Diarists enjoyed recording gossip and rumour and anecdotes of all kinds. Lord Broughton (169) mentions in 1818 that 'Mr Julius the apothecary of Richmond breakfasted with us – he told me that some one had proposed to Lord Sidmouth to send letter thro' tunnels by steam in 35 minutes to Bristol – Lord S told Julius this'. Adelaide Seymour (319) was enjoyably shocked in 1845: 'Heard this morning that the Companion of poor Adela Villiers's flight was a Captain Ibbetson of Lord Cardigan's Regiment to whom it appears she was married at Gretna Green on Thursday. Fancy poor Lady Jersey's horror at having a daughter called Lady Adela Ibbetson!' By 1914, an anonymous Kensington lady (589) was assiduously recording the daily rumours that came her way at the outbreak of the First World War, some very implausible, as in 'Heard that a German tried to erect a wireless station on top of the Ritz Hotel. He was arrested.', others less so: 'Heard that their neighbours at Caterham are avoiding speaking to Mrs Schilling, an Englishwoman whose husband became a naturalised Englishman several years ago, & is a manager in the Dresdener Bank. They started rumours that he had been arrested as a spy. The Dresdener Bank has been licenced by the Government to carry on business under supervision & conditions. If it has to close, the Schillings will be ruined'.

Books and current reading form a popular topic for diarists. Some maintain a list of what they have read, or intend to read, as part of the diary itself, but more usually the information is slotted into general passages. 'Worked at my table cover and read Milman's History of Christianity' wrote Lady Charlotte Lindsay in 1840 (180), but over the Christmas holidays she moved to lighter fare: 'finished all the published numbers of Master Humphrey's Clock in which there are some very pathetic touching scenes & some humorous characters'.

An incidental pleasure of some diaries is sketches or cartoons supplied by the writer, such as the charming family portraits in the margins of Andrew and Agnes Donaldson's diaries (456) and the illustrations of wartime life in those of W E Hall (856) and Percy Home (858). Home also included some cuttings and ephemera, including a bar bill for two cocktails. The diaries of Robert Ramsay (495), a long series, are stuffed with items he amassed in his daily activities: admission tickets, programmes, orders of service and much more. Ramsay's collection appears to have been random; other diarists deliberately mounted paper items in their diary by way of illustration. Perhaps the most attractive example listed here is that of the Newcastle businessman W J Bell (354) who created a neat scrapbook diary of his visit to London for the Great Exhibition. As well as writing a detailed account of all his doings, he stuck into the book a series of illustrations, maps, tickets and bills, providing an intriguing montage of London life in 1851.

Among the questions that this project has frequently prompted are: 'Nobody has time to write a diary these days, do they?', and, 'How do you know the diarists were telling the truth?' In response to the first question, the editor's reply is that you might be surprised. She has learned of a considerable number of diaries currently being written, though no one will openly declare their ultimate plans for the manuscripts. We must hope they will eventually be placed in suitable custody. There is also a thriving genre of internet diarykeeping under way, though most of it makes tedious reading. In reply to the second question, diaries should be treated with the same caution as any other historical evidence, with due allowance made for bias, special pleading and self-delusion. Most were not written for public consumption, at least not in the writer's lifetime. Those that were – notably those deliberately kept for publication, by journalists and politicians hoping to fulfil the maxim 'Keep a diary and one day it will keep you' – trail their own warnings about the author's intended effect and self-presentation.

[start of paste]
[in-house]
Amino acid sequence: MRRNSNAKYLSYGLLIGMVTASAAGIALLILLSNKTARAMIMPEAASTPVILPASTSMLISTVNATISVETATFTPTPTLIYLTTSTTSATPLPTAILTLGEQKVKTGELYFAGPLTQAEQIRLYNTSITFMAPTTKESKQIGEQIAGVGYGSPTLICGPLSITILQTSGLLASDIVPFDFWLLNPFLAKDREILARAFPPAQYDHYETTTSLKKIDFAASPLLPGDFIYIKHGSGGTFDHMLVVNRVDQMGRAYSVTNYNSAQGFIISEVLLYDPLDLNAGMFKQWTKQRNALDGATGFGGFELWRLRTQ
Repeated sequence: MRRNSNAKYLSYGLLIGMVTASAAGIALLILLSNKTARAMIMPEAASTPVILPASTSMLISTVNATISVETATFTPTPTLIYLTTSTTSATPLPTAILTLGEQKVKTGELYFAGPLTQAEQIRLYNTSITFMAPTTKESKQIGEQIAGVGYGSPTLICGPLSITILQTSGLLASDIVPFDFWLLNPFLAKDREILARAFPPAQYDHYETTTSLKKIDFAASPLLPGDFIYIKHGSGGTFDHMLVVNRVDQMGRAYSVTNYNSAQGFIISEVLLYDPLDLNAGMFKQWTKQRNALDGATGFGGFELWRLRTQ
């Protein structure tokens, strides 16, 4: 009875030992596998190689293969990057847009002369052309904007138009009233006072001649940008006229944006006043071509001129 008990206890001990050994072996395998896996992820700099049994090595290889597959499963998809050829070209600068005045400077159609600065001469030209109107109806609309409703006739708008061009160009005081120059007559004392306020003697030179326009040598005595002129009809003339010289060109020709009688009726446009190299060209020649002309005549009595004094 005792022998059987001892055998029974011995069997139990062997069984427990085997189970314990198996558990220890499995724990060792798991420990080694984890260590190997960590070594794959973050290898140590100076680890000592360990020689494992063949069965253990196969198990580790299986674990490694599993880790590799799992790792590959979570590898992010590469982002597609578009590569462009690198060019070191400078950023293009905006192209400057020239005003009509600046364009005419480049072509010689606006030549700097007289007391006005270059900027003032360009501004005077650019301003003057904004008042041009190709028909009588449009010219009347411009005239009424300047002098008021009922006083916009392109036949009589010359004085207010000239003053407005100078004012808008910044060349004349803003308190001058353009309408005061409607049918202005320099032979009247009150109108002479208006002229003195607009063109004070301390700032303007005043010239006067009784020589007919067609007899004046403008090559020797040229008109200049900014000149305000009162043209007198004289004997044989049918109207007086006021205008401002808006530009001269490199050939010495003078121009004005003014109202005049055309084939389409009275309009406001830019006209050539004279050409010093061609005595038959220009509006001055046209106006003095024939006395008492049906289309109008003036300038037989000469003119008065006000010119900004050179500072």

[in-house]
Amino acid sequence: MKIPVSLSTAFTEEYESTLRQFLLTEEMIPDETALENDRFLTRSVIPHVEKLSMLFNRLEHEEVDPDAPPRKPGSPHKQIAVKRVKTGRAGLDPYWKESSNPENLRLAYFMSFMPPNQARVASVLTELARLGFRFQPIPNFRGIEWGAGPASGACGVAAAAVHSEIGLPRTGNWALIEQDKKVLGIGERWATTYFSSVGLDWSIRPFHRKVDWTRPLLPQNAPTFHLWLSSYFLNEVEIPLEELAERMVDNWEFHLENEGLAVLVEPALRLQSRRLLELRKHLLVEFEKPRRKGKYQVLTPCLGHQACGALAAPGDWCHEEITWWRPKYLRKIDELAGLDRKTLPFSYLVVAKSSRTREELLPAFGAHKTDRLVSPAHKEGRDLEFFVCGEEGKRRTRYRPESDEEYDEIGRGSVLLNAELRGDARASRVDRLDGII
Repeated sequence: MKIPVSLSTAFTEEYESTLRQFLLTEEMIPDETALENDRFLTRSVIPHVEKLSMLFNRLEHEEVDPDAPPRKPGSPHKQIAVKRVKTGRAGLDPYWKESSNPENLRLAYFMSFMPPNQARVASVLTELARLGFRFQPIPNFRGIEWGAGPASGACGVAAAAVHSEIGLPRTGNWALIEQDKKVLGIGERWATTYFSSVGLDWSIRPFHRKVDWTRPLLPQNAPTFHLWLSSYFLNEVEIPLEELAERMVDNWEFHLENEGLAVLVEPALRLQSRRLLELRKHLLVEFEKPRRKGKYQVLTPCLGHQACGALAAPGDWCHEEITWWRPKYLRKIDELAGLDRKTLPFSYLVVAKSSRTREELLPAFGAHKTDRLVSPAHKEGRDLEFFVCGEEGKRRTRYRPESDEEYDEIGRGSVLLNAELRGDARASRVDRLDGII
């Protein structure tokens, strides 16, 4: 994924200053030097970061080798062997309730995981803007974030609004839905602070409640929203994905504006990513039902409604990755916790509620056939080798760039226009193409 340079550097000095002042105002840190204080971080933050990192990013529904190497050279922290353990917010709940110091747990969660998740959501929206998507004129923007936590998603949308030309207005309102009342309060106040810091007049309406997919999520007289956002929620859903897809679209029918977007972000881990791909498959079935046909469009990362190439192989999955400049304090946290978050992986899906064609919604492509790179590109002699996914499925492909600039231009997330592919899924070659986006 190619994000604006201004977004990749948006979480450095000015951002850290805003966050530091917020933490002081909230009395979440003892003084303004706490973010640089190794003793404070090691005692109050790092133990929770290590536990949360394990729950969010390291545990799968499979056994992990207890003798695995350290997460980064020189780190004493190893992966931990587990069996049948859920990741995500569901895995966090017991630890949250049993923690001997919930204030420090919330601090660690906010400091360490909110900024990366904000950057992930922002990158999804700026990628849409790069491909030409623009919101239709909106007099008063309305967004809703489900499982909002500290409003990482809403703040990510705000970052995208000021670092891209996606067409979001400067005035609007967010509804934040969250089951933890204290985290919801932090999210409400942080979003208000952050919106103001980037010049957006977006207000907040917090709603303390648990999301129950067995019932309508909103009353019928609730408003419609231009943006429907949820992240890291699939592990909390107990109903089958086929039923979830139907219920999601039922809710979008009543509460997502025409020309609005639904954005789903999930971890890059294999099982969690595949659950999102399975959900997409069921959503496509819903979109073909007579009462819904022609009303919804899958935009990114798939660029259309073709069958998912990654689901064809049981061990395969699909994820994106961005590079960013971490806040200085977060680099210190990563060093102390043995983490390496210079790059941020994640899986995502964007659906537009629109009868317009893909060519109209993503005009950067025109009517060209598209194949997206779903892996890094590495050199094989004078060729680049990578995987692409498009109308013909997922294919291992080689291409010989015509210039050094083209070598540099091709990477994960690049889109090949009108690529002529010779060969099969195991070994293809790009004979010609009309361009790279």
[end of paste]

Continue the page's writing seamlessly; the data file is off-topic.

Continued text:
Using the checklist

The checklist is arranged in order of each diary's starting date. In the case of a long-running diary containing a London section, the starting date given will be that of the London coverage, even if the diary began many years earlier. The entry then gives the diarist's name, titles, description and occupation, if known. Anonymous writers precede named ones within the chronological sequence. If the gender is not obvious, it has been added if identified. Details of the manuscript follow, with the abbreviated repository name and reference number. Some manuscript diaries are available on commercial microfilms, and this has been noted where found. There is a list of locations with addresses, an index of diarists and a subject index of coverage. The latter is of necessity fairly basic. It picks up subject terms used in checklist entry descriptions where that information was available, but the user should bear in mind that information about, say, 'coffee houses', 'Crystal Palace' or 'bomb damage' might well also occur in other diaries of the appropriate period although not specifically mentioned in their own entries and therefore not indexed to the term. Wives and children of clergy, medical practitioners, lawyers and the like have been indexed under those professions, to keep complementary material together.


The editor's thanks are due to all the archivists, librarians, museum staff and others, world-wide, who have given so much information, help and encouragement in producing this list. All are enthusiastic about encouraging greater use of their diary material, and will be delighted if this publication leads to its wider consultation. Thanks are also due to Mr Bengt Nilsson of Linköping University Library for translations from the Swedish.